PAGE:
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Gut microbiota-dependent trimethylamine N-oxide in acute coronary syndromes: a prognostic marker for incident cardiovascular events beyond traditional risk factors


Li, Xinmin S; Obeid, Slayman; Klingenberg, Roland; Gencer, Baris; Mach, François; Räber, Lorenz; Windecker, Stephan; Rodondi, Nicolas; Nanchen, David; Muller, Olivier; Miranda, Melroy X; Matter, Christian M; Wu, Yuping; Li, Lin; Wang, Zeneng; Alamri, Hassan S; Gogonea, Valentin; Chung, Yoon-Mi; Tang, W H Wilson; Hazen, Stanley L; Lüscher, Thomas F (2017). Gut microbiota-dependent trimethylamine N-oxide in acute coronary syndromes: a prognostic marker for incident cardiovascular events beyond traditional risk factors. European Heart Journal, 38(11):814-824.

Abstract

Aims: Systemic levels of trimethylamine N-oxide (TMAO), a pro-atherogenic and pro-thrombotic metabolite produced from gut microbiota metabolism of dietary trimethylamine (TMA)-containing nutrients such as choline or carnitine, predict incident cardiovascular event risks in stable primary and secondary prevention subjects. However, the prognostic value of TMAO in the setting of acute coronary syndromes (ACS) remains unknown.
Methods and results: We investigated the relationship of TMAO levels with incident cardiovascular risks among sequential patients presenting with ACS in two independent cohorts. In the Cleveland Cohort, comprised of sequential subjects (n = 530) presenting to the Emergency Department (ED) with chest pain of suspected cardiac origin, an elevated plasma TMAO level at presentation was independently associated with risk of major adverse cardiac events (MACE, including myocardial infarction, stroke, need for revascularization, or death) over the ensuing 30-day (4th quartile (Q4) adjusted odds ratio (OR) 6.30, 95% confidence interval (CI), 1.89-21.0, P < 0.01) and 6-month (Q4 adjusted OR 5.65, 95%CI, 1.91-16.7; P < 0.01) intervals. TMAO levels were also a significant predictor of the long term (7-year) mortality (Q4 adjusted HR 1.81, 95%CI, 1.04-3.15; P < 0.05). Interestingly, TMAO level at initial presentation predicted risk of incident MACE over the near-term (30 days and 6 months) even among subjects who were initially negative for troponin T (< 0.1 ng/mL) (30 days, Q4 adjusted OR 5.83, 95%CI, 1.79-19.03; P < 0.01). The prognostic value of TMAO was also assessed in an independent multicentre Swiss Cohort of ACS patients (n = 1683) who underwent coronary angiography. Trimethylamine N-oxide again predicted enhanced MACE risk (1-year) (adjusted Q4 hazard ratios: 1.57, 95% CI, 1.03-2.41; P <0.05).
Conclusion: Plasma TMAO levels among patients presenting with chest pain predict both near- and long-term risks of incident cardiovascular events, and may thus provide clinical utility in risk stratification among subjects presenting with suspected ACS.

Abstract

Aims: Systemic levels of trimethylamine N-oxide (TMAO), a pro-atherogenic and pro-thrombotic metabolite produced from gut microbiota metabolism of dietary trimethylamine (TMA)-containing nutrients such as choline or carnitine, predict incident cardiovascular event risks in stable primary and secondary prevention subjects. However, the prognostic value of TMAO in the setting of acute coronary syndromes (ACS) remains unknown.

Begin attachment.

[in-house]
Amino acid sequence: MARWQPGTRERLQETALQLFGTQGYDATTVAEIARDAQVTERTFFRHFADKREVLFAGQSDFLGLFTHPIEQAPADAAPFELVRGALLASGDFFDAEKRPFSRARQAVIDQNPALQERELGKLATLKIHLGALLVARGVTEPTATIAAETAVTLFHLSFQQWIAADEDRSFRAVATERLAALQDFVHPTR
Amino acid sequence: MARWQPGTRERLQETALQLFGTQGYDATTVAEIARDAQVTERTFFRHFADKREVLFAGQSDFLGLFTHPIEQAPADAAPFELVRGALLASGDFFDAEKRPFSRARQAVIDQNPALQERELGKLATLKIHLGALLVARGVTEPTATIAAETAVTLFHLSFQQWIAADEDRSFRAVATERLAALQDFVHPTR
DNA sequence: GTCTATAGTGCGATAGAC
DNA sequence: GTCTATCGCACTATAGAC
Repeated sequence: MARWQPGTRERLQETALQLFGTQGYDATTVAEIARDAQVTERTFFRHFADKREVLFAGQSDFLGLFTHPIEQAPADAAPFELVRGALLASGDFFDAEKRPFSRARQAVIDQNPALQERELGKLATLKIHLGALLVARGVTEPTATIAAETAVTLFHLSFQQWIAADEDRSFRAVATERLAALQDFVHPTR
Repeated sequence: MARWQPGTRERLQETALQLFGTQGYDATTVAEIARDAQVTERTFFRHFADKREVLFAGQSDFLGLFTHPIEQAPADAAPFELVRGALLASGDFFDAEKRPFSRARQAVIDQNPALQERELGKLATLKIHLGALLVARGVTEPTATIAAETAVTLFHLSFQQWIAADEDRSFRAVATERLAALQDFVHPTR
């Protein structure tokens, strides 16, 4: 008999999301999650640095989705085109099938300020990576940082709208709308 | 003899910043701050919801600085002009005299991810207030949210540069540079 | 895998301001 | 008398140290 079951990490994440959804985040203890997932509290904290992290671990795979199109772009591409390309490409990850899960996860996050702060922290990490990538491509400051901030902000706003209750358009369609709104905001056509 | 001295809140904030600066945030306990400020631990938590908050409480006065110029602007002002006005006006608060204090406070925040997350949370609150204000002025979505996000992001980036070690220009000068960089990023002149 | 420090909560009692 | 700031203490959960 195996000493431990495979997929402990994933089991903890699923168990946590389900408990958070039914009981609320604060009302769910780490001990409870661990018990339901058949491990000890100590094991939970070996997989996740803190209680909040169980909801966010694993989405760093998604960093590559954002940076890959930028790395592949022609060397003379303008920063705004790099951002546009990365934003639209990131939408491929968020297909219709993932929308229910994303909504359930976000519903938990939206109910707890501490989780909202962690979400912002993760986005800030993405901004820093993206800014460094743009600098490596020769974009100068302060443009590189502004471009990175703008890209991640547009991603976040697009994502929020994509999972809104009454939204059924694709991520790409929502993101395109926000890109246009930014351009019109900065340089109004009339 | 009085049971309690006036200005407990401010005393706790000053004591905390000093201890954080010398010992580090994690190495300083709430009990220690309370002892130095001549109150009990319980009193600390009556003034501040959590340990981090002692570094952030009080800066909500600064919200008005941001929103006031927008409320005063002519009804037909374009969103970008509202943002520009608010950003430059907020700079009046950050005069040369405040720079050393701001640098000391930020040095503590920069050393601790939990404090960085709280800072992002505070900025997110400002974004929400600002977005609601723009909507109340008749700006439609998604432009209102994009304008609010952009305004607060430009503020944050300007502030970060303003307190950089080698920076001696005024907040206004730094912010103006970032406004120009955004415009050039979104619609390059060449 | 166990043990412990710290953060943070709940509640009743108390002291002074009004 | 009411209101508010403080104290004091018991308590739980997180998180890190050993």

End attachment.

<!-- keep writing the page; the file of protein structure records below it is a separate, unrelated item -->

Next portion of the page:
Methods and results: We investigated the relationship of TMAO levels with incident cardiovascular risks among sequential patients presenting with ACS in two independent cohorts. In the Cleveland Cohort, comprised of sequential subjects (n = 530) presenting to the Emergency Department (ED) with chest pain of suspected cardiac origin, an elevated plasma TMAO level at presentation was independently associated with risk of major adverse cardiac events (MACE, including myocardial infarction, stroke, need for revascularization, or death) over the ensuing 30-day (4th quartile (Q4) adjusted odds ratio (OR) 6.30, 95% confidence interval (CI), 1.89-21.0, P < 0.01) and 6-month (Q4 adjusted OR 5.65, 95%CI, 1.91-16.7; P < 0.01) intervals. TMAO levels were also a significant predictor of the long term (7-year) mortality (Q4 adjusted HR 1.81, 95%CI, 1.04-3.15; P < 0.05). Interestingly, TMAO level at initial presentation predicted risk of incident MACE over the near-term (30 days and 6 months) even among subjects who were initially negative for troponin T (< 0.1 ng/mL) (30 days, Q4 adjusted OR 5.83, 95%CI, 1.79-19.03; P < 0.01). The prognostic value of TMAO was also assessed in an independent multicentre Swiss Cohort of ACS patients (n = 1683) who underwent coronary angiography. Trimethylamine N-oxide again predicted enhanced MACE risk (1-year) (adjusted Q4 hazard ratios: 1.57, 95% CI, 1.03-2.41; P <0.05).
Conclusion: Plasma TMAO levels among patients presenting with chest pain predict both near- and long-term risks of incident cardiovascular events, and may thus provide clinical utility in risk stratification among subjects presenting with suspected ACS.

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Item Type:Journal Article, refereed, original work
Communities & Collections:04 Faculty of Medicine > University Hospital Zurich > Clinic for Cardiology
Dewey Decimal Classification:610 Medicine & health
Language:English
Date:14 March 2017
Deposited On:08 Mar 2018 16:06
Last Modified:14 Mar 2018 18:08
Publisher:Oxford University Press
ISSN:0195-668X
OA Status:Closed
Free access at:Publisher DOI. An embargo period may apply.
Publisher DOI:https://doi.org/10.1093/eurheartj/ehw582
PubMed ID:28077467

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